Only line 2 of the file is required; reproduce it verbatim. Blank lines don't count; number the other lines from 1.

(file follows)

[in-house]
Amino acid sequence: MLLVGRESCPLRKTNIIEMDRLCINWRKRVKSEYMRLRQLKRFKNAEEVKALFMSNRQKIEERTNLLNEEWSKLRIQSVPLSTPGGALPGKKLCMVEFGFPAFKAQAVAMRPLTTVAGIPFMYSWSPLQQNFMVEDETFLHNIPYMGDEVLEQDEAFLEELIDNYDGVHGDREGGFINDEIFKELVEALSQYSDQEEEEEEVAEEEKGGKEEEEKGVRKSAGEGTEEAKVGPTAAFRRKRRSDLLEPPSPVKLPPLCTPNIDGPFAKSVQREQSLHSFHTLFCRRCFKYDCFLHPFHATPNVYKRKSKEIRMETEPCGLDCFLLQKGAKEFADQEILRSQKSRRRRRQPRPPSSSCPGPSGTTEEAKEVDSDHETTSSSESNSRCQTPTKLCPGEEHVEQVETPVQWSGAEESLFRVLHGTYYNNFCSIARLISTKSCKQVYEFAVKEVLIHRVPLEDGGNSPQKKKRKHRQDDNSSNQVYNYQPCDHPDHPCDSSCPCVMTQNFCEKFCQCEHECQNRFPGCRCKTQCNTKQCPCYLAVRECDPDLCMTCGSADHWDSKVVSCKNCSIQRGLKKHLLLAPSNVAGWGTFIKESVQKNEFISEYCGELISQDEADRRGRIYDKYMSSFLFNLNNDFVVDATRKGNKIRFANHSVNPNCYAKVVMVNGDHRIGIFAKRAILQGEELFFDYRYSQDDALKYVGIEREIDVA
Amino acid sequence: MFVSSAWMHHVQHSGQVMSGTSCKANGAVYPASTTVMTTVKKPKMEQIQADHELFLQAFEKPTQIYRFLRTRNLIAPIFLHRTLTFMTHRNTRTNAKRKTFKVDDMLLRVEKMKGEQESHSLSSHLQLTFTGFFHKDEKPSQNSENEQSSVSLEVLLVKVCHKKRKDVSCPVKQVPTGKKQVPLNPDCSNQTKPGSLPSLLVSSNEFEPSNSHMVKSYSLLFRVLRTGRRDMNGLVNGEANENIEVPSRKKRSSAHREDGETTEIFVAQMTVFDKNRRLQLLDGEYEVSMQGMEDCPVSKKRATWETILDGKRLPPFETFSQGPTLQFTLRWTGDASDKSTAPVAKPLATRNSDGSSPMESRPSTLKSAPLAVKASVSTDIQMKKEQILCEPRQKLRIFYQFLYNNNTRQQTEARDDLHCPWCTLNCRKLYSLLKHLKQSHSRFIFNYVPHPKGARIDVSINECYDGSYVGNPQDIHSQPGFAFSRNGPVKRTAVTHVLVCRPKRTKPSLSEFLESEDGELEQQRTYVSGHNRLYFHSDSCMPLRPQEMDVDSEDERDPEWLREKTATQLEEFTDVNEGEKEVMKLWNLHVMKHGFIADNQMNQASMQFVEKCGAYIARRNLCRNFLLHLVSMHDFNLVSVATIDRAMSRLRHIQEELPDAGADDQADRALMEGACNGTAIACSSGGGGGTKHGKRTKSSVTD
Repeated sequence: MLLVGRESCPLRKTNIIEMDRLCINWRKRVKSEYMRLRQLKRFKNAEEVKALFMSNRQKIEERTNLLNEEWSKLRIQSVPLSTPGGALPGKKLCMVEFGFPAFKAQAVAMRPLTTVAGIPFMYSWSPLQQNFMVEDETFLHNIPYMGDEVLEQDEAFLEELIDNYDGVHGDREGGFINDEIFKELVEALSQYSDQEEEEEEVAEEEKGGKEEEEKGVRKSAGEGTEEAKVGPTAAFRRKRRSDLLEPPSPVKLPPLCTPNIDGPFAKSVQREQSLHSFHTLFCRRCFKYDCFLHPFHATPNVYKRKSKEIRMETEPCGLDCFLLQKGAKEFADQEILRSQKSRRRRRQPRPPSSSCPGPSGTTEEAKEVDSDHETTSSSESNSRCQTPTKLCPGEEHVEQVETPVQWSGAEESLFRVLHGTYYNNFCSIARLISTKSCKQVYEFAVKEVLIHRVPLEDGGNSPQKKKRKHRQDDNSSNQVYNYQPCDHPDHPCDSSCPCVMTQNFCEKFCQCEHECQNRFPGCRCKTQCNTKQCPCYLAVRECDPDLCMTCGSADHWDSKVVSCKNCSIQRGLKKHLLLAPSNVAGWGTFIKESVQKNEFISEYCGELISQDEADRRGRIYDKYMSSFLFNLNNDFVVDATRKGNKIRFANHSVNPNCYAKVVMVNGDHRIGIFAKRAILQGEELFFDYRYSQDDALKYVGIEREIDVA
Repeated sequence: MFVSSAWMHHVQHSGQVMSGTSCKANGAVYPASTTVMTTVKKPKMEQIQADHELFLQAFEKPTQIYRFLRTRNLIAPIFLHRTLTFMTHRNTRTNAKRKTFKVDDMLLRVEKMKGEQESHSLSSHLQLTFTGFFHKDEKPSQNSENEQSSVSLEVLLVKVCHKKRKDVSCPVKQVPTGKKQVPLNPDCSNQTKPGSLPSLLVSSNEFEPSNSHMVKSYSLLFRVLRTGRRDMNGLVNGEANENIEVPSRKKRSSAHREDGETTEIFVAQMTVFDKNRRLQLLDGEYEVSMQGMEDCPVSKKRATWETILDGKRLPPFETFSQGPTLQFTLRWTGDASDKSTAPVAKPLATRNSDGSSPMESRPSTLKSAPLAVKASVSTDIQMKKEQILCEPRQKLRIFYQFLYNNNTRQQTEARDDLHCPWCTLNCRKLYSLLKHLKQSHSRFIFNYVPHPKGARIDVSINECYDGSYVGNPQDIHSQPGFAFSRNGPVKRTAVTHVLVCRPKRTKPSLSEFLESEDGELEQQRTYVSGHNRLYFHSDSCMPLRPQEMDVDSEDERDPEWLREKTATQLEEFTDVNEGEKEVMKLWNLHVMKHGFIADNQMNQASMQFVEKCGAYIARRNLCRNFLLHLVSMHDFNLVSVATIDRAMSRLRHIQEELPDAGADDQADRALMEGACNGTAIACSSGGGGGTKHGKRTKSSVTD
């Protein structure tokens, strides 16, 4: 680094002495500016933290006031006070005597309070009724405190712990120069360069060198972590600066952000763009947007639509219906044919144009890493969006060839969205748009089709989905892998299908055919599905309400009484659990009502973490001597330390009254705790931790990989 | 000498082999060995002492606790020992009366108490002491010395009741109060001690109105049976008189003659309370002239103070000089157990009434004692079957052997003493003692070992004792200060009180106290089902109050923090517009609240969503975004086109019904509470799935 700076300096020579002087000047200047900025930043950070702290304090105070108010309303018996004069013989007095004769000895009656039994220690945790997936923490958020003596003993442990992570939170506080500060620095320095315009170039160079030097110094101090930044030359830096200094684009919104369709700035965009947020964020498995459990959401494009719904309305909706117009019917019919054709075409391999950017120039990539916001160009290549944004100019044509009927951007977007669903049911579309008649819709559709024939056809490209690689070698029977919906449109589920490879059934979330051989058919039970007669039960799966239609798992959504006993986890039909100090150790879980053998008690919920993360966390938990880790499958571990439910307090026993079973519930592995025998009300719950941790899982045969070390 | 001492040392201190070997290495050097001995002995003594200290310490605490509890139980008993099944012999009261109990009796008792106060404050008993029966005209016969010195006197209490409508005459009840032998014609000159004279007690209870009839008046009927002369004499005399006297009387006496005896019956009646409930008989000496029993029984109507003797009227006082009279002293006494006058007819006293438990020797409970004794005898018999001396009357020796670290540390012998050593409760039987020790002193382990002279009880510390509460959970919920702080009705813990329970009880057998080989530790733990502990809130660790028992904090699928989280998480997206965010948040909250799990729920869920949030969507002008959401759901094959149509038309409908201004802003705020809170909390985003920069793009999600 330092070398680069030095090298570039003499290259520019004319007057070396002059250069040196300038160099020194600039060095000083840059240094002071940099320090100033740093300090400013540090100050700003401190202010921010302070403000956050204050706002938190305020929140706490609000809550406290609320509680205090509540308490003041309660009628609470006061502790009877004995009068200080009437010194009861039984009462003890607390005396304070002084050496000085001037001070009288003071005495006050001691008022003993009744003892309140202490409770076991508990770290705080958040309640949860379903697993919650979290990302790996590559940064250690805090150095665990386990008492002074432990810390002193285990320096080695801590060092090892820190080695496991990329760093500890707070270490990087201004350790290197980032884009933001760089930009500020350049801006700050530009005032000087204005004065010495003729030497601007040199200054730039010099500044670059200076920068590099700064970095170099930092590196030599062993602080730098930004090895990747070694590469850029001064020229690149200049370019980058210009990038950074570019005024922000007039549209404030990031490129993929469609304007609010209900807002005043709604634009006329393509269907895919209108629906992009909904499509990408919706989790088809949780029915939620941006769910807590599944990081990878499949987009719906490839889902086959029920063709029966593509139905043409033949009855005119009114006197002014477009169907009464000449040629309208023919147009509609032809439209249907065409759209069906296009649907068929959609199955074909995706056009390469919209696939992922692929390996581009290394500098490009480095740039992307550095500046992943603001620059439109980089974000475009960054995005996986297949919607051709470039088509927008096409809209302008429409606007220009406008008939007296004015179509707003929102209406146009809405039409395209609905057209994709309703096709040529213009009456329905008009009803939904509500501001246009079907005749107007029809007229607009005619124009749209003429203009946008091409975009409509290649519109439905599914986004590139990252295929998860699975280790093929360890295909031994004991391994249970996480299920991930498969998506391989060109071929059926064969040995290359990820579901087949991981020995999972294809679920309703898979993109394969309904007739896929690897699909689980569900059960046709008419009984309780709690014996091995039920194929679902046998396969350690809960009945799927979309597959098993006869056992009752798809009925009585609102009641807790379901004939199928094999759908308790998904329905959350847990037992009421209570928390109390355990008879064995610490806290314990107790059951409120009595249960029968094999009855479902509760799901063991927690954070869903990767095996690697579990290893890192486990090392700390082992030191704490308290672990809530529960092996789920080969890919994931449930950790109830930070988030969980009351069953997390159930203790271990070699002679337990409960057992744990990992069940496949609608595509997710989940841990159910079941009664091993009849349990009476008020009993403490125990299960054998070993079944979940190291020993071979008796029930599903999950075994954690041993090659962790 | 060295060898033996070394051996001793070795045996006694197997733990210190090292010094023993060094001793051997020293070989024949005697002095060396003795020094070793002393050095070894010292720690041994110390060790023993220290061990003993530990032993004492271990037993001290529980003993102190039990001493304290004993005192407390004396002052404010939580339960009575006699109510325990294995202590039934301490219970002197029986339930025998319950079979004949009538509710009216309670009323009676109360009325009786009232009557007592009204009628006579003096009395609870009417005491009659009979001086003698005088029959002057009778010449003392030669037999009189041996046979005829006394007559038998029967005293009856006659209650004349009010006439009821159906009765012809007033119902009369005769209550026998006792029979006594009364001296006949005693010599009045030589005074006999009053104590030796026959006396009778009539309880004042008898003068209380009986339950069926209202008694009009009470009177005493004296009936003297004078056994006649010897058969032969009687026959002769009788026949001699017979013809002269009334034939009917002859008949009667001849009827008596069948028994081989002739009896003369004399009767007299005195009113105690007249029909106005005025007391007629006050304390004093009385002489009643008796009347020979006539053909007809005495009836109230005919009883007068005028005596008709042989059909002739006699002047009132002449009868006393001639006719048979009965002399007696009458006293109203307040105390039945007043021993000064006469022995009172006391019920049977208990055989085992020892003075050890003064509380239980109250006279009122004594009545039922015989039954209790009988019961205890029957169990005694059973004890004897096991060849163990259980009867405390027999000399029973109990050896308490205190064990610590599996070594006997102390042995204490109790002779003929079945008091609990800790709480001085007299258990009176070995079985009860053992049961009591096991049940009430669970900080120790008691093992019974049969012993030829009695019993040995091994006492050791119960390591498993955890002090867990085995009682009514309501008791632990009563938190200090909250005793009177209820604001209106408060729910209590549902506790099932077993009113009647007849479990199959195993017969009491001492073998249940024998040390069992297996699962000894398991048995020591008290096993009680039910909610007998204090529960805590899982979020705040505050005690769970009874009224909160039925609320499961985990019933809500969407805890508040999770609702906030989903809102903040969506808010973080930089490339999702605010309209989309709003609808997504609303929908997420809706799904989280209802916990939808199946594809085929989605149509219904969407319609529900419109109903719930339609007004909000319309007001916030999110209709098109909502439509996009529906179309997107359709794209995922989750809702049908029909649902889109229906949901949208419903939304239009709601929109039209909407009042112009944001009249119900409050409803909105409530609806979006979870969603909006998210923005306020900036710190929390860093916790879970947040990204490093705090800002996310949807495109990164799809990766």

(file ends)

Amino acid sequence: MLLVGRESCPLRKTNIIEMDRLCINWRKRVKSEYMRLRQLKRFKNAEEVKALFMSNRQKIEERTNLLNEEWSKLRIQSVPLSTPGGALPGKKLCMVEFGFPAFKAQAVAMRPLTTVAGIPFMYSWSPLQQNFMVEDETFLHNIPYMGDEVLEQDEAFLEELIDNYDGVHGDREGGFINDEIFKELVEALSQYSDQEEEEEEVAEEEKGGKEEEEKGVRKSAGEGTEEAKVGPTAAFRRKRRSDLLEPPSPVKLPPLCTPNIDGPFAKSVQREQSLHSFHTLFCRRCFKYDCFLHPFHATPNVYKRKSKEIRMETEPCGLDCFLLQKGAKEFADQEILRSQKSRRRRRQPRPPSSSCPGPSGTTEEAKEVDSDHETTSSSESNSRCQTPTKLCPGEEHVEQVETPVQWSGAEESLFRVLHGTYYNNFCSIARLISTKSCKQVYEFAVKEVLIHRVPLEDGGNSPQKKKRKHRQDDNSSNQVYNYQPCDHPDHPCDSSCPCVMTQNFCEKFCQCEHECQNRFPGCRCKTQCNTKQCPCYLAVRECDPDLCMTCGSADHWDSKVVSCKNCSIQRGLKKHLLLAPSNVAGWGTFIKESVQKNEFISEYCGELISQDEADRRGRIYDKYMSSFLFNLNNDFVVDATRKGNKIRFANHSVNPNCYAKVVMVNGDHRIGIFAKRAILQGEELFFDYRYSQDDALKYVGIEREIDVA